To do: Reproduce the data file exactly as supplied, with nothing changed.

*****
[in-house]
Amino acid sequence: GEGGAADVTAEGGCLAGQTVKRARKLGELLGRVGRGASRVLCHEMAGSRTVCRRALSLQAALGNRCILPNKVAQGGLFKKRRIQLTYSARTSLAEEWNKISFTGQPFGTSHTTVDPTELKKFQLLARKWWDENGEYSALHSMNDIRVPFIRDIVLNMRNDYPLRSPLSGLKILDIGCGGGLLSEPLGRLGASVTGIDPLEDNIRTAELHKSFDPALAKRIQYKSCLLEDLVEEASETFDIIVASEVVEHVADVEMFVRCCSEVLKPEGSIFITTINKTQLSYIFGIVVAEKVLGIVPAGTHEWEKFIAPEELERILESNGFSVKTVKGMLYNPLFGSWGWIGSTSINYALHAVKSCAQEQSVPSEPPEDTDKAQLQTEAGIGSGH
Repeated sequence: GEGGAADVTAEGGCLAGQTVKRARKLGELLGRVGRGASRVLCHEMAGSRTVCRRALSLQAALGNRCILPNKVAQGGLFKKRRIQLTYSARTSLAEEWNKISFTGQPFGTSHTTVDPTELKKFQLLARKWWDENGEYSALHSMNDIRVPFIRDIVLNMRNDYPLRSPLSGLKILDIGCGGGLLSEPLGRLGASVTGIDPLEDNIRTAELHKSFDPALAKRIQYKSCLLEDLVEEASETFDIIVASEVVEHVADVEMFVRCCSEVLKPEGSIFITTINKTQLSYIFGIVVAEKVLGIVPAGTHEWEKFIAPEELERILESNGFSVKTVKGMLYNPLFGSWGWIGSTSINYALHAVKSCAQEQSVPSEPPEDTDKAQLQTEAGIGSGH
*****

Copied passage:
[in-house]
Amino acid sequence: GEGGAADVTAEGGCLAGQTVKRARKLGELLGRVGRGASRVLCHEMAGSRTVCRRALSLQAALGNRCILPNKVAQGGLFKKRRIQLTYSARTSLAEEWNKISFTGQPFGTSHTTVDPTELKKFQLLARKWWDENGEYSALHSMNDIRVPFIRDIVLNMRNDYPLRSPLSGLKILDIGCGGGLLSEPLGRLGASVTGIDPLEDNIRTAELHKSFDPALAKRIQYKSCLLEDLVEEASETFDIIVASEVVEHVADVEMFVRCCSEVLKPEGSIFITTINKTQLSYIFGIVVAEKVLGIVPAGTHEWEKFIAPEELERILESNGFSVKTVKGMLYNPLFGSWGWIGSTSINYALHAVKSCAQEQSVPSEPPEDTDKAQLQTEAGIGSGH
Repeated sequence: GEGGAADVTAEGGCLAGQTVKRARKLGELLGRVGRGASRVLCHEMAGSRTVCRRALSLQAALGNRCILPNKVAQGGLFKKRRIQLTYSARTSLAEEWNKISFTGQPFGTSHTTVDPTELKKFQLLARKWWDENGEYSALHSMNDIRVPFIRDIVLNMRNDYPLRSPLSGLKILDIGCGGGLLSEPLGRLGASVTGIDPLEDNIRTAELHKSFDPALAKRIQYKSCLLEDLVEEASETFDIIVASEVVEHVADVEMFVRCCSEVLKPEGSIFITTINKTQLSYIFGIVVAEKVLGIVPAGTHEWEKFIAPEELERILESNGFSVKTVKGMLYNPLFGSWGWIGSTSINYALHAVKSCAQEQSVPSEPPEDTDKAQLQTEAGIGSGH